By: Theresa Bareither
If you consider spoken English proficiency to fall along a continuum with no English at one end and “perfect” English at the opposite end, you probably fall somewhere in between the halfway mark and the “perfect” end. The reason we can say that there is no such thing as perfect English is that even the experts don’t always agree about usage and pronunciation. Unlike other languages, English has no governing authority that allows or denies how words are spelled, used, and pronounced. An English dictionary is not a rulebook, but a suggested guideline. It is based on the pronunciation, spelling, and usage of most educated speakers.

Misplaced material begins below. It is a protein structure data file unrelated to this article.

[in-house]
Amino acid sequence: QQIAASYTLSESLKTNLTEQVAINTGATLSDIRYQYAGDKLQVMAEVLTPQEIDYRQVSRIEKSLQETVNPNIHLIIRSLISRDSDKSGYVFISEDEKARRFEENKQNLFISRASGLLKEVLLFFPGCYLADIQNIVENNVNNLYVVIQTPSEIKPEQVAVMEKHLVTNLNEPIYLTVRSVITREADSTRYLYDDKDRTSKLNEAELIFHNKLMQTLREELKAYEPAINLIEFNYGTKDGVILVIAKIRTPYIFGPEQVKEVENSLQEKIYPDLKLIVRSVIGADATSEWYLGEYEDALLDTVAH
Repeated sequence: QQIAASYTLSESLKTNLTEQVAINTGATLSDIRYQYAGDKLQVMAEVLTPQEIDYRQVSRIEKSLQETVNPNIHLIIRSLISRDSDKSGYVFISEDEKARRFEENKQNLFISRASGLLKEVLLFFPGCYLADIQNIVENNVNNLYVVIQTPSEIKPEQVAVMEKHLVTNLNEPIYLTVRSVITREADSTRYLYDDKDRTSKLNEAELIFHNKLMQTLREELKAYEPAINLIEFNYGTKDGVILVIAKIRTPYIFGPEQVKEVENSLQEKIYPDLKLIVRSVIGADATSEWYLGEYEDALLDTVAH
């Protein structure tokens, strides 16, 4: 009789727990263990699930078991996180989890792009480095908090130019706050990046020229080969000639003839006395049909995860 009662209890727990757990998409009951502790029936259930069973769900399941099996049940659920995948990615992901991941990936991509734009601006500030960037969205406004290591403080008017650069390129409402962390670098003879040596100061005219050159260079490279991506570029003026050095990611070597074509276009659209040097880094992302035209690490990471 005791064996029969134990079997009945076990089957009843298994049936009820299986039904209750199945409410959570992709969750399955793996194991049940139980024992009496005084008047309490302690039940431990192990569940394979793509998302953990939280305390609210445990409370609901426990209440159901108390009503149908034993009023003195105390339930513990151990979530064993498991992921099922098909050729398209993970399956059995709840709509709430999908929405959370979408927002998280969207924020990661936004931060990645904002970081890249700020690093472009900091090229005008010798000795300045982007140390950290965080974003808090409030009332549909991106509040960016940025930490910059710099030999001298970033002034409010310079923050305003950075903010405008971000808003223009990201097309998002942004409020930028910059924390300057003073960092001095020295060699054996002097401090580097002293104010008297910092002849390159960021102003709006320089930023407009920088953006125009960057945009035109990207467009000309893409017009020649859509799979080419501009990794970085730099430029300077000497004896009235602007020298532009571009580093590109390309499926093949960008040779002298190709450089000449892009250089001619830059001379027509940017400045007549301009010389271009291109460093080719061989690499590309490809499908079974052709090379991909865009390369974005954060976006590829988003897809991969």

English is in a constant state of change. For example, “week end” was spelled as two separate words when my mother was a schoolgirl. By the time I was in school, the preferred spelling was “week-end.” Somewhere along the line, the preference changed to “weekend,” and nobody sent me the memo! So, English is a growing, developing language. As we import more words from other languages, and from increasing technology, we will continue to see changes and variations. Don’t be discouraged if you sometimes feel like me, that you didn’t get the memo!
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